Starting Tuesday, harsher consequences await people who illegally use handicapped parking placards in Illinois.|
House Bills 5624 and 5056 were signed into law July 23 by Gov. Pat Quinn. The new legislation increases the penalty, from $500 to $600, for first-time offenders who use handicap parking decals or license plates without having proper authorization. Fines for subsequent offenses increase from $750 to $1,000 and could result in the suspension or revocation of a driver's license, per the second bill, 5056.
Starting Jan. 1, 2014, the new law also eradicates full access to free parking for those with disability decals. Formerly, such drivers could use metered spaces for free.
Under the change, people with disabilities can be issued meter-exempt parking decals only if a doctor deems them physically unable to pay meter or public parking lot fees. Examples include the lack of motor skills in their hands to insert money or reach for a ticket, or the lack of mobility to get to a meter or ticket machine.
Doctors who issue fraudulent disability certificates now face fines of up to $1,000. So, too, do those who knowingly alter or create counterfeit placards -- an infringement that was raised from $500.
State Reps. Rich Morthland, R-Cordova, and Pat Verschoore, D-Milan, and state Sen. Mike Jacobs, D-East Moline, were among those who voted for the bill.
Under House Bill 5056, people who illegally use a deceased person's disability parking status face a Class A misdemeanor charge and a fine of at least $2,500, rather than $1,000. They also can lose their driving privileges.
Rep. Verschoore voted for the law; Rep. Morthland voted against it. Sen. Jacobs did not enter a vote.
The new state laws follow a 2006 change that raised the state fine from $100 to $250 for illegally using a handicap parking space. It also allowed municipalities to impose fines up to $350 for the offense, up from the former limit of $200.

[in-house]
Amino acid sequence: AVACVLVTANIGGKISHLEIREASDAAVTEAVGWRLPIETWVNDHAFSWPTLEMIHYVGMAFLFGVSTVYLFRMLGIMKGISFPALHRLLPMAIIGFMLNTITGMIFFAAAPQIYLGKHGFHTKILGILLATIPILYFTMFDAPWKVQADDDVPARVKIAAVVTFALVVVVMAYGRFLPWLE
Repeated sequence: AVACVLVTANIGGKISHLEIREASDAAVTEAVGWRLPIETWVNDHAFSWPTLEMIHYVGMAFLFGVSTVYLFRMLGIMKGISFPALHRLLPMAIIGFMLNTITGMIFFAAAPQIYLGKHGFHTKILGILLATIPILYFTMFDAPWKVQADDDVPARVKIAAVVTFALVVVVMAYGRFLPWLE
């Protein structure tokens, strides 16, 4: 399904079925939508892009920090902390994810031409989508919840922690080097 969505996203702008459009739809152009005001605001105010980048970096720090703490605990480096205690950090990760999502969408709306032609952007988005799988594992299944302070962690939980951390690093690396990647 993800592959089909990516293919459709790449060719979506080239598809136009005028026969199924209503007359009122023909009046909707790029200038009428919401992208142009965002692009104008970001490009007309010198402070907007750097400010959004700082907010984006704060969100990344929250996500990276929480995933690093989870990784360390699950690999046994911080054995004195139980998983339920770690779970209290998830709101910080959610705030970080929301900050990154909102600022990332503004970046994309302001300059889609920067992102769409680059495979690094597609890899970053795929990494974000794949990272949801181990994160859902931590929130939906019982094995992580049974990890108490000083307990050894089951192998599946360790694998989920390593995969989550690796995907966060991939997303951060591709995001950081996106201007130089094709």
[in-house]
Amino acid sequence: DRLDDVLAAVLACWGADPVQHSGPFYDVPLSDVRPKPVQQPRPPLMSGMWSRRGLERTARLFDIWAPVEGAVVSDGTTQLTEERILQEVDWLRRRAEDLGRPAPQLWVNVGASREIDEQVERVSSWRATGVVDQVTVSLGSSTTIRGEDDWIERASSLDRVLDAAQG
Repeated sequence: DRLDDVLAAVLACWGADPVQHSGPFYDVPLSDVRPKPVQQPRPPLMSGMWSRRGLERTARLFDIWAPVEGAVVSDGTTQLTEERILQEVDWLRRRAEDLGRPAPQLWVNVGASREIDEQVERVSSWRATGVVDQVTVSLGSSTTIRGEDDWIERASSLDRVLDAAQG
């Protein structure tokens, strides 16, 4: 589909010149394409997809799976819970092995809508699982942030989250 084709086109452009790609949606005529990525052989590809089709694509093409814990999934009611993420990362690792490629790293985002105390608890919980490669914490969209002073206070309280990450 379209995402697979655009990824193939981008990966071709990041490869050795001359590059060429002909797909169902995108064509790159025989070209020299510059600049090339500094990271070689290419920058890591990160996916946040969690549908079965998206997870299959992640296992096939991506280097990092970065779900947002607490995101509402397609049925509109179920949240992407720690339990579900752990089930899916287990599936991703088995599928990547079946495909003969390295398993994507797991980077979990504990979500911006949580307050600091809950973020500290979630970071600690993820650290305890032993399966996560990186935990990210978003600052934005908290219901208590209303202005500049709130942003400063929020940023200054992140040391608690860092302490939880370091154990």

In August, local law enforcement representatives said most area residents observe handicap parking laws -- thanks, in part, to the higher local fines in recent years.
In Coal Valley, the number of such violations -- including four in 2010 -- prompted the move to the maximum penalty.
"We reviewed it, saw that it was an issue," Coal Valley Police Chief Mike Poulos said in August. "People were not abiding by the handicapped signs. So we created an ordinance last year and increased the fines to $350."
The harsher penalty, he said, will deter those who didn't take the law seriously.
"We put some teeth in the ordinance," Chief Poulos said. "We believe that those handicap parking spots are established for a reason, and, if a person wishes to park there when they're not entitled to, maybe they can pay the fine or have their car towed."
Coal Valley hasn't issued a ticket for handicapped parking violations in the past two years, the chief said.
"I think we got their attention," Chief Poulos said Thursday. He said even one violation was an infraction the department would take seriously.
Silvis also has seen fewer violations because of the $350 penalty, Milan Police Captain Shawn Johnson said in August.
"I think its from awareness -- people being more cognizance of the requirements -- and just being more considerate," he said.
Erie, IL Details
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